‘We’re Sitting on a Gem’: Scenic Byway Gets a New Marketing Strategy
Written By: Alex Schwartz, H&N Staff Reporter
Most Klamath County residents have driven past a sign for the Volcanic Legacy Scenic Byway, its illustrated snowcapped peak framed by evergreen trees and a soaring bald eagle for good measure. From the rim of Crater Lake to the wetlands of Lower Klamath National Wildlife Refuge, the route passes most of the Klamath Basin’s natural jewels.
The byway stretches about 500 miles from the northern edge of Crater Lake National Park to Lake Almanor, Calif., connecting hundreds of small communities, roadside attractions and public lands. From Lava Beds to Mt. Shasta to Mt. Lassen, some of the nation’s most significant volcanic peaks lie along this scenic drive along the spine of the Cascade Range. But for Jim Chadderdon, executive director of Discover Klamath, the byway isn’t being enjoyed to its full potential.
“We’re sitting on a gem here, and it’s under-recognized,” he said.
The Volcanic Legacy Scenic Byway first formed in Oregon, when local forest service employee Christine Lilienthal organized a route from Highway 97 south of Chemult, through Crater Lake and the Fremont-Winema National Forest and down to the California border. It was designated a National Scenic Byway in 1997, and in 2002 Ore-Cal Resource Conservation & Development extended the project down to Lassen Volcanic National Park in California.
The byway also bears the unique distinction of “All American Road” along with only 30 other drives in the entire U.S. Chadderdon said this is the only one centered around volcanoes.
“We’re not just dinking around with some tour route,” he said. “This is the best of the best.”
The Volcanic Legacy Community Partnership, a board made up of representatives from all along the route, has been overseeing the byway’s operation for decades, but a recent leadership change a little over a month ago renewed efforts to get the word out about the legendary route.
The new executive board traveled the whole route of the highway, identifying byway markers that needed repair and developing informational signage at turnouts and points of interest. They hired a dedicated social media manager to run byway-specific accounts and are in the process of revamping the byway’s official website. A few years ago, they got a Klamath County Tourism Grant to print spiral-bound guides for the byway and are planning on reprinting new ones.
The VLCP, of which Chadderdon is Treasurer and Secretary, is also forging partnerships with local tourism offices, encouraging tourists to travel the whole route in order to bring economic activity to every community along it. Chadderdon likens the route to glue linking these often small towns together.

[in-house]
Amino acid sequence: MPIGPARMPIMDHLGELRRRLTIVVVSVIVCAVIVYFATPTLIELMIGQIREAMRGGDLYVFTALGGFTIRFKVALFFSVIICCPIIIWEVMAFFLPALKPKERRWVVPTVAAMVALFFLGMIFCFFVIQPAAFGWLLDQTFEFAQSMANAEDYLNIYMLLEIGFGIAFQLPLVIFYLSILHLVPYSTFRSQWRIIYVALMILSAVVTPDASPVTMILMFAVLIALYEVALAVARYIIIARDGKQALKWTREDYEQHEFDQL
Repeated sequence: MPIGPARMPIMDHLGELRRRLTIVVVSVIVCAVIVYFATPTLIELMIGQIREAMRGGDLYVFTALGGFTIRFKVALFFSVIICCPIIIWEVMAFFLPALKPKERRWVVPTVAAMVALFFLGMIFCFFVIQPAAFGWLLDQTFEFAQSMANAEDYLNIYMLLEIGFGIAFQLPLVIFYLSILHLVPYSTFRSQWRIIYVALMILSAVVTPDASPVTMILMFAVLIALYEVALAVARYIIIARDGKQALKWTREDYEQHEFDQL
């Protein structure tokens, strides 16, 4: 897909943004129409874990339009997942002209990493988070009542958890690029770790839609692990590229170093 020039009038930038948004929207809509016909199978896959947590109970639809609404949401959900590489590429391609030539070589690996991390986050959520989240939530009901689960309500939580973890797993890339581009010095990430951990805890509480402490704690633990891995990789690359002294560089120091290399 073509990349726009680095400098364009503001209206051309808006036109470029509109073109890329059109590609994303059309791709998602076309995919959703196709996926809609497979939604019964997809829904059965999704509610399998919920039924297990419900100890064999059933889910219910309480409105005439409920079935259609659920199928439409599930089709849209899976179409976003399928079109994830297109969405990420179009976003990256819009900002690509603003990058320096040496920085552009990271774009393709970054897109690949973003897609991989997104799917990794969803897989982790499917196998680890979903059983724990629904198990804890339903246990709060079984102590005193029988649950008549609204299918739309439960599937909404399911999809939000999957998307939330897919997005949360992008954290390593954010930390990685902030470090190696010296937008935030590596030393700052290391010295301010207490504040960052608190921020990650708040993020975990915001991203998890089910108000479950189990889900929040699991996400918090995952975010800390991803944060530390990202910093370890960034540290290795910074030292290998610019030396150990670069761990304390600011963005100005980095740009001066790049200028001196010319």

“We really want to get the communities along the byway engaged and understanding that they need to own this thing,” Chadderdon said.
Rennie Cleland, president of the VLCP who helped develop the byway’s California side in the early 2000s, said the goal is to encourage tourists to drive the whole route. Increased activity on the byway will result in greater visitation and revenue for the region’s national parks and monuments as well as its communities. He said there’s no shortage of fascinating tales to be told along the route.
“The more we can market it, the more we can put it out there, the more people are going to come visit,” he said. “The stories are there, but they just haven’t been put into a package that can help promote our region.”
To better package those stories, Discover Klamath has released several self-guided audio tours of locations along the byway from Lava Beds National Monument to Upper Klamath Marsh. Using the free VoiceMap app, the tours combine turn-by-turn directions with intriguing stories and commentary about what users are seeing. They’re currently working on a tour of Tule Lake National Wildlife Refuge and have plans to add ones further south along the byway.
Of course, these projects require money, and while federal funding for National Scenic Byways used to exist, byway management organizations now have to apply for their own grants. But Cleland said federal money may come soon, especially after the recent passage of the Great American Outdoors Act. Groups like the VLCP are determined to drum up congressional support for future byway-related legislation.
“There’s renewed support out there for America, and there’s renewed support for this kind of stuff,” Cleland said, adding that with COVID-19 leading many Americans to rediscover the road trip (and its relative seclusion compared to other forms of travel), it’s the perfect time to revive the byway.
“We’re sitting on a region of uniqueness, and it hasn’t been exposed or celebrated,” he said.